A new study published by the National Institute of Health has found that cannabidiol – a cannabis compound – attacks tumor cells, inhibiting them from further growth, by affecting “multiple tumoral features and molecular pathways”.
“In the present study, we found that CBD inhibited U87-MG and T98G cell proliferation and invasiveness in vitro and caused a decrease in the expression of a set of proteins specifically involved in growth, invasion and angiogenesis”, claims the study’s researchers.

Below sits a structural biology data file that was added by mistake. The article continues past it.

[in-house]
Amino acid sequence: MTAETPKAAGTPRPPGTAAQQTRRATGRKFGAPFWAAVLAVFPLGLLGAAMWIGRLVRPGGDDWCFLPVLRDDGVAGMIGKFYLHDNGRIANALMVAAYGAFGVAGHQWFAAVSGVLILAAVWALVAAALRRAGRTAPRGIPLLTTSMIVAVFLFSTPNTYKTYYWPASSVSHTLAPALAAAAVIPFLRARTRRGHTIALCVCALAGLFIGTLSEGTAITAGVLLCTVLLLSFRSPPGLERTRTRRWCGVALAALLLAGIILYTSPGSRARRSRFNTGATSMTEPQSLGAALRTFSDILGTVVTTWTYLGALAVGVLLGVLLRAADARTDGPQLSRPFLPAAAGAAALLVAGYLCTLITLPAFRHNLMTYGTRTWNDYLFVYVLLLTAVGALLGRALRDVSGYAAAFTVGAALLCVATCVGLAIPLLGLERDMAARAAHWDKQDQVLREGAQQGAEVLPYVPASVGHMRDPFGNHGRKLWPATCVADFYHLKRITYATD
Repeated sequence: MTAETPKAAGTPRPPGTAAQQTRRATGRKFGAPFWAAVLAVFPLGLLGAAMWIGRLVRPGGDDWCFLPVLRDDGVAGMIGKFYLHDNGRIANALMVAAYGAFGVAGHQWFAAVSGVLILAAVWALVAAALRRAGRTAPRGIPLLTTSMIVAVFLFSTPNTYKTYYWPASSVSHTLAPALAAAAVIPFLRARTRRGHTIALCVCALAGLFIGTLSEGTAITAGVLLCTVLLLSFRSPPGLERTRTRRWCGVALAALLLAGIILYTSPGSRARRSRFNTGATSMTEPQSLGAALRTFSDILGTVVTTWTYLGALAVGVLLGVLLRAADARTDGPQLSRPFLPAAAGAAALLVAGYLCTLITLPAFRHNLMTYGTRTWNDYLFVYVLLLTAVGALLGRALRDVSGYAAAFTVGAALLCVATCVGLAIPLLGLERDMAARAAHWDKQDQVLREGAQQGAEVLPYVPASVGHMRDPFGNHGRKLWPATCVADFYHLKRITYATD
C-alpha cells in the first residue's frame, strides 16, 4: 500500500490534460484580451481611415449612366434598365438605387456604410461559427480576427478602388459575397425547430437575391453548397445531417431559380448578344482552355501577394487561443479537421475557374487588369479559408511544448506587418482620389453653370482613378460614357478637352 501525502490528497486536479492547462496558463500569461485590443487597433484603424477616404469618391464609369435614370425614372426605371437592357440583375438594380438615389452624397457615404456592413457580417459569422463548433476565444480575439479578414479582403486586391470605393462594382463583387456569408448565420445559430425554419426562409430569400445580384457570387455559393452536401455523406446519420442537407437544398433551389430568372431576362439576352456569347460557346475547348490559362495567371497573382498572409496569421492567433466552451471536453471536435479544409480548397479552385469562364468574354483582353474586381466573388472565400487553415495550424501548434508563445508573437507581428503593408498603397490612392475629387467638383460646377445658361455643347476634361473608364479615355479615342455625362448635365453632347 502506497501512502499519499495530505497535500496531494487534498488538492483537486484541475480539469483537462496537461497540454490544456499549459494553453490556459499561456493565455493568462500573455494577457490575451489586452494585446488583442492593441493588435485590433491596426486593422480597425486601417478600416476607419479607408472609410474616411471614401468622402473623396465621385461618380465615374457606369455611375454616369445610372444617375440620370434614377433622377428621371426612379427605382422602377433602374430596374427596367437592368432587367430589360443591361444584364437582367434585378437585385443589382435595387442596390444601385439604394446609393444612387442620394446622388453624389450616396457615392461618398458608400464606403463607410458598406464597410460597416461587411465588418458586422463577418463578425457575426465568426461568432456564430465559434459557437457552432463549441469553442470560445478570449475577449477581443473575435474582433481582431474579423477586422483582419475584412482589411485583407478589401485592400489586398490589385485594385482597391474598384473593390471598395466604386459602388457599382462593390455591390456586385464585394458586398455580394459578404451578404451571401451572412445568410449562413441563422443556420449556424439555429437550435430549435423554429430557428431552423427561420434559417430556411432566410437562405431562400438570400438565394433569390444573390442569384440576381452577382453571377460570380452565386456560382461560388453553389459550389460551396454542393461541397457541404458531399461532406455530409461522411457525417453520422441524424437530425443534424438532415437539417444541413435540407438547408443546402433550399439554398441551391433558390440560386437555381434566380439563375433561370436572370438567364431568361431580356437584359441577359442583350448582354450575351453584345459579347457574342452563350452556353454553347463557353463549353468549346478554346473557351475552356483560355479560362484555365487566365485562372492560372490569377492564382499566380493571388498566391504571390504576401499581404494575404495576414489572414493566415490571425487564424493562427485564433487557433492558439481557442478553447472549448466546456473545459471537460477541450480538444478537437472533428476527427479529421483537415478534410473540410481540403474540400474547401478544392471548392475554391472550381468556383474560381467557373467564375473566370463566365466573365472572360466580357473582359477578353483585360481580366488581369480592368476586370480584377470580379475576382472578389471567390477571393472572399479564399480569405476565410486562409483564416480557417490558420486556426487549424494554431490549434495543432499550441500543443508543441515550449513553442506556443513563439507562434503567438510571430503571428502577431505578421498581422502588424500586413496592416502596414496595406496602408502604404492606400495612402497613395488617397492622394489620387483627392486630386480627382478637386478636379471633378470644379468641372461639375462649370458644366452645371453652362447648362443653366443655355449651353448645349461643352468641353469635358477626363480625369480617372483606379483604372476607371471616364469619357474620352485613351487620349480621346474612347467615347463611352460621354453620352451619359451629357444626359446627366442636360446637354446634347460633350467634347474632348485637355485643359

“In addition, CBD treatment caused a dose-related down-regulation of ERK and Akt prosurvival signaling pathways in U87-MG and T98G cells and decreased hypoxia inducible factor HIF-1α expression in U87-MG cells.”
They continue; “Taken together, these results provide new insights into the antitumor action of CBD, showing that this cannabinoid affects multiple tumoral features and molecular pathways.”
The study concludes; “As CBD is a non-psychoactive phytocannabinoid that appears to be devoid of side effects, our results support its exploitation as an effective anti-cancer drug in the management of gliomas.”
The study – which can be found by clicking here – was conducted at the Centre of Neuroscience at the University of Insubria in Italy.